4.         Amy Bartlett, Programme Coordinator, Canadian Council for International Cooperation
Amy Bartlett issued a reminder to participants that, “The Canadian Development Agency (CIDA) is gone… and Civil Society Organisations (CSOs) have little or no influence and funding for development” in Canada. Therefore, it is critical for CSOs to seek innovative ways to build and strengthen partnerships; connect and share ideas and experiences; and to remain active in resolving humanitarian issues affecting their region and the global environment.
 
Working Session 1
Four (4) working groups were facilitated to discuss what is participatory governance, its elements, level of CSO and non-state actors’ (NSAs) influence on development at the governmental level, and their outcomes.
 
Working Session 2
Four (4) working groups discussed the various opportunities, strengths, and weaknesses of participatory governance in the region and at the national level; and how these issues can translate into meaningful and sustained collaboration between civil society, NSAs and the public sector, in order to create positive human development at all levels.
 
Working Session 3
Three (3) working groups were facilitated to discuss some of the most important regional priorities in achieving participatory governance, inclusiveness, and partnerships between NGOs, CSOs, and governments, as well as international donors and organisations.
 
Evening Working Session – April 16, 2013 at 7:30pm to 9:30PM
Panel Discussion on “The Social Conjecture: Social Movements! Social Media & Individual Resistance: Whither the organized NGO Movement?”
 
Panelists:
Ms. Maribel Gonzalez, Manager – Programme Development, Development Workshop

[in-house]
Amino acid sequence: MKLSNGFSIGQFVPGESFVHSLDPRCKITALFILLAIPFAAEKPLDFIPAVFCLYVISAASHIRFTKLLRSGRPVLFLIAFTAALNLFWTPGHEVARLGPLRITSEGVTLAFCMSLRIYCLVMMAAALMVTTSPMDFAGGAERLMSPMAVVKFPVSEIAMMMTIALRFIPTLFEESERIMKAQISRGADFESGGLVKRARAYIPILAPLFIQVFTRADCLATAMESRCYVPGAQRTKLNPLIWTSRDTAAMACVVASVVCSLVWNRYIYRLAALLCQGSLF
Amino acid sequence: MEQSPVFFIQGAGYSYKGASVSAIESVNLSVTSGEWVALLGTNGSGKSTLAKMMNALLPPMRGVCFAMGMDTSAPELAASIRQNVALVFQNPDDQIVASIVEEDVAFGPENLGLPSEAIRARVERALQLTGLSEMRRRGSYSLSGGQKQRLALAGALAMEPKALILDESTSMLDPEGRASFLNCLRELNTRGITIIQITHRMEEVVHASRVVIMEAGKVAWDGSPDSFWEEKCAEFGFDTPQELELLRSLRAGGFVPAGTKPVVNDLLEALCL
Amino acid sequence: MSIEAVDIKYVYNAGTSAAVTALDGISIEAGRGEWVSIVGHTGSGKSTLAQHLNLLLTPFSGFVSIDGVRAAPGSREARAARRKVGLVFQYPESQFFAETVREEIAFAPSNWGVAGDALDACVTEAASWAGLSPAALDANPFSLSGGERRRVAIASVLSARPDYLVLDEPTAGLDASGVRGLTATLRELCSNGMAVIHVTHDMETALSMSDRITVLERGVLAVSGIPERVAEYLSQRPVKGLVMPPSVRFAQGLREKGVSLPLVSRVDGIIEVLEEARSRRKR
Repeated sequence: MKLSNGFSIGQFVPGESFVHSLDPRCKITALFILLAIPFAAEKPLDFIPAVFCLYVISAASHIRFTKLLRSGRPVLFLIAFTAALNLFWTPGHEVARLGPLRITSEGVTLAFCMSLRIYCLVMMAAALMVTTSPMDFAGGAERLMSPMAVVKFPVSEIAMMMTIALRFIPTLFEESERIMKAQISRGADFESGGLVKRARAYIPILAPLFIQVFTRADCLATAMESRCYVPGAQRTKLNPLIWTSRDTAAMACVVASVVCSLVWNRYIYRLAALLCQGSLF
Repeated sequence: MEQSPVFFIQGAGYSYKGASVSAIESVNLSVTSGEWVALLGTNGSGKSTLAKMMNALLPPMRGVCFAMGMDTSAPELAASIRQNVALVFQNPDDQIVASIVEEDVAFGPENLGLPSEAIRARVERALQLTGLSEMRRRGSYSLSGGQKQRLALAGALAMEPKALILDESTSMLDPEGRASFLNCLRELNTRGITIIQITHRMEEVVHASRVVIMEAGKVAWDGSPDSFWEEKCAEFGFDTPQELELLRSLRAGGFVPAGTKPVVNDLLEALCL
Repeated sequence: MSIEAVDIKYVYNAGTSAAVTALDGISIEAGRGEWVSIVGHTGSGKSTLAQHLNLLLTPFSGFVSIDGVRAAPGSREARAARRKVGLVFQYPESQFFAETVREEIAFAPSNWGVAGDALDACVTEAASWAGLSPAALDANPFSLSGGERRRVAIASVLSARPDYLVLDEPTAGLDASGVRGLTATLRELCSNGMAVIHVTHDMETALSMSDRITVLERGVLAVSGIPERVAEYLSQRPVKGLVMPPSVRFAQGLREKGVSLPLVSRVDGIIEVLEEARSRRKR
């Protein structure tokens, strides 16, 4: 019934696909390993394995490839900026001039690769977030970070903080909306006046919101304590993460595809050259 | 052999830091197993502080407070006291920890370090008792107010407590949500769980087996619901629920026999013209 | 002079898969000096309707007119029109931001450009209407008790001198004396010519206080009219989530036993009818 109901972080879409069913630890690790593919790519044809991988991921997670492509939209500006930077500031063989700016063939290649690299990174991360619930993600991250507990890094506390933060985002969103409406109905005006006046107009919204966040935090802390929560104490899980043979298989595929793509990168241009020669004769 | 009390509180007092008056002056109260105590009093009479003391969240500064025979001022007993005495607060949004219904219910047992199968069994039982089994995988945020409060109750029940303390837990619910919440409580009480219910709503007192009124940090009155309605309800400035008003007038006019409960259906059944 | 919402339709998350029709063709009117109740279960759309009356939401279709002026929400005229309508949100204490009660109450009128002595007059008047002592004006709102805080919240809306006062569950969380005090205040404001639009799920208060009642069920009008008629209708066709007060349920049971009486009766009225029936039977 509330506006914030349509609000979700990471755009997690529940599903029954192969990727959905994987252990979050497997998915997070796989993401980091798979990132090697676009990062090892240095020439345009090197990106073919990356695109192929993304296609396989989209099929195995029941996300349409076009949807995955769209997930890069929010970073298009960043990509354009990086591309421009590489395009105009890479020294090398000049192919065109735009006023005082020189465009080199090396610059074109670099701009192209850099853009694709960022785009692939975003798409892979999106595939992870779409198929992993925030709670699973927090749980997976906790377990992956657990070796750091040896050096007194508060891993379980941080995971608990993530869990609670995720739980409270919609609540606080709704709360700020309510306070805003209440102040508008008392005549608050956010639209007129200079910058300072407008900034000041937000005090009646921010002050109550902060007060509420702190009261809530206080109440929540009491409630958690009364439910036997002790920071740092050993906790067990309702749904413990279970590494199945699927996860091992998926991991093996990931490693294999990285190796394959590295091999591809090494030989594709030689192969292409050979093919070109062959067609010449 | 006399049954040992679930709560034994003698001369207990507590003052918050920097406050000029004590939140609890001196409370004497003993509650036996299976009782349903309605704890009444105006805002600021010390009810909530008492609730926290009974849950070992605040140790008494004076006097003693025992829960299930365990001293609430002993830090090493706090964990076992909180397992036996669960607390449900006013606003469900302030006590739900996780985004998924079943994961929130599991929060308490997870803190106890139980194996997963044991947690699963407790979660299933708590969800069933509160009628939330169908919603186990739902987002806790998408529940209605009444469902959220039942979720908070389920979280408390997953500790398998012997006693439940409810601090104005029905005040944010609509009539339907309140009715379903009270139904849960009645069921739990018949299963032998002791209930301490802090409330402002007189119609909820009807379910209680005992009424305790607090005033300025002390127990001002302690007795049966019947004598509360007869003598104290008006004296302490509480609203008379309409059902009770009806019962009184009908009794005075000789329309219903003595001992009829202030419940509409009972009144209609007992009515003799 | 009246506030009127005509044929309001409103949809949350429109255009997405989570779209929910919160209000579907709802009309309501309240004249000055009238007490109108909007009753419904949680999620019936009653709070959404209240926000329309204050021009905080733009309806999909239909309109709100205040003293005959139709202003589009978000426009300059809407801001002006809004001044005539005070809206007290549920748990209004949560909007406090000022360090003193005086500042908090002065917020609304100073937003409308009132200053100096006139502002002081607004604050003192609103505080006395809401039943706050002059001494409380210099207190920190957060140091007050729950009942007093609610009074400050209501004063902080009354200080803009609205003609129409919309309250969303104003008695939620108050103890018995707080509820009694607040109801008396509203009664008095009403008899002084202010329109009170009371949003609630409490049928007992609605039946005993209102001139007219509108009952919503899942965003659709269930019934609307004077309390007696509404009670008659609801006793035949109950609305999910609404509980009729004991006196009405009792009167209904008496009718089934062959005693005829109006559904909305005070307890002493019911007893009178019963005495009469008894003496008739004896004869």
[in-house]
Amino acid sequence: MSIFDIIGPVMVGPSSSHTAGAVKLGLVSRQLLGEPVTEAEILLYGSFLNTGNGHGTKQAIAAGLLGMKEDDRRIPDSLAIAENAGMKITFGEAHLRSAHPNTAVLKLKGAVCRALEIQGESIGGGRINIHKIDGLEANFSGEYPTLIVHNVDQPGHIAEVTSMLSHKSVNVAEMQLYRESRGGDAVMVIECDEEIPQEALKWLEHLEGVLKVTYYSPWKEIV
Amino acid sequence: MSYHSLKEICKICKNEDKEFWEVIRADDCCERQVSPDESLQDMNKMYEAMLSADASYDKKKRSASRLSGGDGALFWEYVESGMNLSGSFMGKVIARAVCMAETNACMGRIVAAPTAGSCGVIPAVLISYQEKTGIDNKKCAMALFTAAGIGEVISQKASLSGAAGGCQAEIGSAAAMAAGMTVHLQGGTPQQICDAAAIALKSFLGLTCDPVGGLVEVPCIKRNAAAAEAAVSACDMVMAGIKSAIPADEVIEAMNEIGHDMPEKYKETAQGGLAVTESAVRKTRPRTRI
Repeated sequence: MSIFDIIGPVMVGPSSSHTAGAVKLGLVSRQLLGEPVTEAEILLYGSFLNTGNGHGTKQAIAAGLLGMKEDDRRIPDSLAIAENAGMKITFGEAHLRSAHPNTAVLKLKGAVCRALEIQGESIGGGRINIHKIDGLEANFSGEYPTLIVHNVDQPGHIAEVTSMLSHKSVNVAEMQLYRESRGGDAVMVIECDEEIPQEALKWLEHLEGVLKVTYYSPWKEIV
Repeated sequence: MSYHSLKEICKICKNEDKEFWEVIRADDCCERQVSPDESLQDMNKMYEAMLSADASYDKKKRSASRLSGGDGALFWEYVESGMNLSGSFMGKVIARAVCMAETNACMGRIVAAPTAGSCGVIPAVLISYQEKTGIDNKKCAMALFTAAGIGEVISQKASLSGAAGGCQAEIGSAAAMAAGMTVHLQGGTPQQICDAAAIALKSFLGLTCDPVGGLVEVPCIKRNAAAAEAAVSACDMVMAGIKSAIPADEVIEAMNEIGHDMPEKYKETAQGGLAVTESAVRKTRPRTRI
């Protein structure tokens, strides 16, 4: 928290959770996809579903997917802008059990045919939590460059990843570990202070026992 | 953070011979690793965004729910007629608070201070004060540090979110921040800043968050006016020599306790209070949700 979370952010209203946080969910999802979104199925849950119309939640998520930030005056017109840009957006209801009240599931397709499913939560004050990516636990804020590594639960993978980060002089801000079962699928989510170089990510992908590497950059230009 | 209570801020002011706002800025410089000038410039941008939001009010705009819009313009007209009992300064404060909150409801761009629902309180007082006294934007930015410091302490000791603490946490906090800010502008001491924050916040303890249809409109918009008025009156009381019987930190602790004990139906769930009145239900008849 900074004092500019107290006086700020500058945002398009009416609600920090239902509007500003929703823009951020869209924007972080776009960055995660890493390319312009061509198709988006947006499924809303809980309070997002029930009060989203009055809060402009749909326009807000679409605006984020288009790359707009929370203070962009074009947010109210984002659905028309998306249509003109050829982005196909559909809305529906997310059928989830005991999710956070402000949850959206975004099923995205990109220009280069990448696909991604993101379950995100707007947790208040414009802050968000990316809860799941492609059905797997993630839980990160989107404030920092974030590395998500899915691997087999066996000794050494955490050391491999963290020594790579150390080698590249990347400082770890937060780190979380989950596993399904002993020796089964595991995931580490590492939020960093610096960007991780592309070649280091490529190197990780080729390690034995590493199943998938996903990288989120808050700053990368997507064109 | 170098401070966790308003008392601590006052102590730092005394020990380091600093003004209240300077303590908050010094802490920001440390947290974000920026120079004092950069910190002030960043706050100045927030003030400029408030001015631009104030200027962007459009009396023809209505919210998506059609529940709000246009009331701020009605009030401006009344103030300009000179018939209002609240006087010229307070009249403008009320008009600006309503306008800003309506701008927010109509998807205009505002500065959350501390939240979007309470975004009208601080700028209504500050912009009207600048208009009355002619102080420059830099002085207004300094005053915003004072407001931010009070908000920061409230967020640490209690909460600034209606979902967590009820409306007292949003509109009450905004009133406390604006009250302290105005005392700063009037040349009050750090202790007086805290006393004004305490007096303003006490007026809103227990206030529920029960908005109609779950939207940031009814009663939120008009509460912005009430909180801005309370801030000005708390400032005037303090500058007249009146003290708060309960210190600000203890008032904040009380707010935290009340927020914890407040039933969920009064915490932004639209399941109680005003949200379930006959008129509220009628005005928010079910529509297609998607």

Mr. Cecil Ryan, Managing Director, Project Promotion Ltd.
Ms. Judith Wedderburn, Director, Freidich Ebert Stiftung
Mr. Giles Romulus, National Coordinator, GEF SGP UNDP (Saint Lucia)
 
There was a general consensus among the panelists and participants that, social media is a tool as well as a space that should be effectively, efficiently, and strategically managed by CSOs, NGOs and other NSAs to create awareness, advocate, and to interact with their constituents and other organisations throughout the region and internationally. There should be no barrier to this free movement and communication. Emphasis was also placed on engaging youth in advocacy and adapting to changes in social media in order to build a larger audience and to collaborate at various levels and platforms. However, according to the panelists, social media should never be used as a substitute for organising and coordinating activities at local and grass-roots levels. Instead, these two must work in unity in order to effect changes in the lives of groups and individuals throughout our countries and regions.
 
Day Two - April 17, 2013